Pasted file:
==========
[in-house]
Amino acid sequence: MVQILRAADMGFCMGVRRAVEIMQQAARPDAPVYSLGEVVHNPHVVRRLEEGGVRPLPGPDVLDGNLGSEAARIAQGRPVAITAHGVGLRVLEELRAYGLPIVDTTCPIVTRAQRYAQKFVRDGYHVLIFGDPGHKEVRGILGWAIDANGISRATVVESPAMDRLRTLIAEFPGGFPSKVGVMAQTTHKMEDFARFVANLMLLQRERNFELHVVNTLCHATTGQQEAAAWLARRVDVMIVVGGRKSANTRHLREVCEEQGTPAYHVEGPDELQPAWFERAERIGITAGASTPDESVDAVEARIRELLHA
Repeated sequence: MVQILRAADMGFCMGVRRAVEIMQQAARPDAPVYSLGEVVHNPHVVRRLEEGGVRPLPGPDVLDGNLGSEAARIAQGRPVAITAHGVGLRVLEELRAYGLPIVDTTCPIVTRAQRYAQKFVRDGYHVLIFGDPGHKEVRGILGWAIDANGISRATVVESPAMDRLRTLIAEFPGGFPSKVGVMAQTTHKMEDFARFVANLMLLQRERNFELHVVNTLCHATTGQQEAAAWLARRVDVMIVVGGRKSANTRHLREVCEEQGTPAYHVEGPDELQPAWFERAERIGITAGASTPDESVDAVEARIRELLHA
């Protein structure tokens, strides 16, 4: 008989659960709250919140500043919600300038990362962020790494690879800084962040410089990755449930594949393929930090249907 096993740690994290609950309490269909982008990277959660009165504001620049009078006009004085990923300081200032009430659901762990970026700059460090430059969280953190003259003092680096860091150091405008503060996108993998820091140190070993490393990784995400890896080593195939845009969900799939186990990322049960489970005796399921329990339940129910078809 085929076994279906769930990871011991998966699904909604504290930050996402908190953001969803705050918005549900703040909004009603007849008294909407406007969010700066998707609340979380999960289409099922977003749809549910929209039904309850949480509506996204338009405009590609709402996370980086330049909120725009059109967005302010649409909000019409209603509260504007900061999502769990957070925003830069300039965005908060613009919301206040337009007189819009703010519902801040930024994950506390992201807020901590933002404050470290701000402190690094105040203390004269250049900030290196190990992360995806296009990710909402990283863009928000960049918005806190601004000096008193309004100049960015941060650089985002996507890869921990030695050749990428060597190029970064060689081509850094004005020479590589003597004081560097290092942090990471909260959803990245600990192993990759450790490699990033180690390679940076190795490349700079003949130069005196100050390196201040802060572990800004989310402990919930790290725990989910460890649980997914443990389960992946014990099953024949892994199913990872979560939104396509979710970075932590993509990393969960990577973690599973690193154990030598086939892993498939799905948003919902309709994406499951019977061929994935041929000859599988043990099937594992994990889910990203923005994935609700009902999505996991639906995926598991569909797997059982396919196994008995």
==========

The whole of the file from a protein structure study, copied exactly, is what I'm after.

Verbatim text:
[in-house]
Amino acid sequence: MVQILRAADMGFCMGVRRAVEIMQQAARPDAPVYSLGEVVHNPHVVRRLEEGGVRPLPGPDVLDGNLGSEAARIAQGRPVAITAHGVGLRVLEELRAYGLPIVDTTCPIVTRAQRYAQKFVRDGYHVLIFGDPGHKEVRGILGWAIDANGISRATVVESPAMDRLRTLIAEFPGGFPSKVGVMAQTTHKMEDFARFVANLMLLQRERNFELHVVNTLCHATTGQQEAAAWLARRVDVMIVVGGRKSANTRHLREVCEEQGTPAYHVEGPDELQPAWFERAERIGITAGASTPDESVDAVEARIRELLHA
Repeated sequence: MVQILRAADMGFCMGVRRAVEIMQQAARPDAPVYSLGEVVHNPHVVRRLEEGGVRPLPGPDVLDGNLGSEAARIAQGRPVAITAHGVGLRVLEELRAYGLPIVDTTCPIVTRAQRYAQKFVRDGYHVLIFGDPGHKEVRGILGWAIDANGISRATVVESPAMDRLRTLIAEFPGGFPSKVGVMAQTTHKMEDFARFVANLMLLQRERNFELHVVNTLCHATTGQQEAAAWLARRVDVMIVVGGRKSANTRHLREVCEEQGTPAYHVEGPDELQPAWFERAERIGITAGASTPDESVDAVEARIRELLHA
């Protein structure tokens, strides 16, 4: 008989659960709250919140500043919600300038990362962020790494690879800084962040410089990755449930594949393929930090249907 096993740690994290609950309490269909982008990277959660009165504001620049009078006009004085990923300081200032009430659901762990970026700059460090430059969280953190003259003092680096860091150091405008503060996108993998820091140190070993490393990784995400890896080593195939845009969900799939186990990322049960489970005796399921329990339940129910078809 085929076994279906769930990871011991998966699904909604504290930050996402908190953001969803705050918005549900703040909004009603007849008294909407406007969010700066998707609340979380999960289409099922977003749809549910929209039904309850949480509506996204338009405009590609709402996370980086330049909120725009059109967005302010649409909000019409209603509260504007900061999502769990957070925003830069300039965005908060613009919301206040337009007189819009703010519902801040930024994950506390992201807020901590933002404050470290701000402190690094105040203390004269250049900030290196190990992360995806296009990710909402990283863009928000960049918005806190601004000096008193309004100049960015941060650089985002996507890869921990030695050749990428060597190029970064060689081509850094004005020479590589003597004081560097290092942090990471909260959803990245600990192993990759450790490699990033180690390679940076190795490349700079003949130069005196100050390196201040802060572990800004989310402990919930790290725990989910460890649980997914443990389960992946014990099953024949892994199913990872979560939104396509979710970075932590993509990393969960990577973690599973690193154990030598086939892993498939799905948003919902309709994406499951019977061929994935041929000859599988043990099937594992994990889910990203923005994935609700009902999505996991639906995926598991569909797997059982396919196994008995």